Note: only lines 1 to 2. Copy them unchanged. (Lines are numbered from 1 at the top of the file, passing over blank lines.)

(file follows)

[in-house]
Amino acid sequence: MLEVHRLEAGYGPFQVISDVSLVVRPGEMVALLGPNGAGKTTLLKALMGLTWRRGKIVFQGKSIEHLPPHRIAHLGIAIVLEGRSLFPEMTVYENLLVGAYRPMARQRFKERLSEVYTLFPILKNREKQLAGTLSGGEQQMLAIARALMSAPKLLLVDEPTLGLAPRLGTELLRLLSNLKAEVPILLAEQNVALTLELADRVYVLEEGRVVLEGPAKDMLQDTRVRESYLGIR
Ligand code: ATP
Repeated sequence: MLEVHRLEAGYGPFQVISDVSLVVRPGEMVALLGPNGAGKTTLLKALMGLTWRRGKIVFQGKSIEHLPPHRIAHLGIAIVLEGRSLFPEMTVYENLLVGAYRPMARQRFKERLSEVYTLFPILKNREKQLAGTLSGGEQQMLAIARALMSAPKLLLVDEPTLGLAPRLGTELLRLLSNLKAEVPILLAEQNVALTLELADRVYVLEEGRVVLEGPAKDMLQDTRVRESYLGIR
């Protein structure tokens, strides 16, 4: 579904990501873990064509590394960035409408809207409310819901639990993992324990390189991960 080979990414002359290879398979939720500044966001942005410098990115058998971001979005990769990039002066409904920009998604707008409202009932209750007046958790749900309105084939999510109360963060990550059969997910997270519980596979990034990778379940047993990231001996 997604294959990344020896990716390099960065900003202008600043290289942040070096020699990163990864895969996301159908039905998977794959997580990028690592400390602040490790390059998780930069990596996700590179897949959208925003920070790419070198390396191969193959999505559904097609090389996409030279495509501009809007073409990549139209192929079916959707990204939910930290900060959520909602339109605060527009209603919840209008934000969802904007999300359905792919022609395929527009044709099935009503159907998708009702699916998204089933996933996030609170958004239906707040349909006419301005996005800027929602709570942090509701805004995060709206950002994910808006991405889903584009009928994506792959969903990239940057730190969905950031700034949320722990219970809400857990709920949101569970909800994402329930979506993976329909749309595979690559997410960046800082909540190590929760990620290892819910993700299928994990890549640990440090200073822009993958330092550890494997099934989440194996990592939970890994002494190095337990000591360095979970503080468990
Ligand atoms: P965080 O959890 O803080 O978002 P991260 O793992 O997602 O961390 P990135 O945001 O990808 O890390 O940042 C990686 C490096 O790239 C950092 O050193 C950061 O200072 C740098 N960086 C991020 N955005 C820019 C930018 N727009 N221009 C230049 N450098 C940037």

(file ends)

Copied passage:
[in-house]
Amino acid sequence: MLEVHRLEAGYGPFQVISDVSLVVRPGEMVALLGPNGAGKTTLLKALMGLTWRRGKIVFQGKSIEHLPPHRIAHLGIAIVLEGRSLFPEMTVYENLLVGAYRPMARQRFKERLSEVYTLFPILKNREKQLAGTLSGGEQQMLAIARALMSAPKLLLVDEPTLGLAPRLGTELLRLLSNLKAEVPILLAEQNVALTLELADRVYVLEEGRVVLEGPAKDMLQDTRVRESYLGIR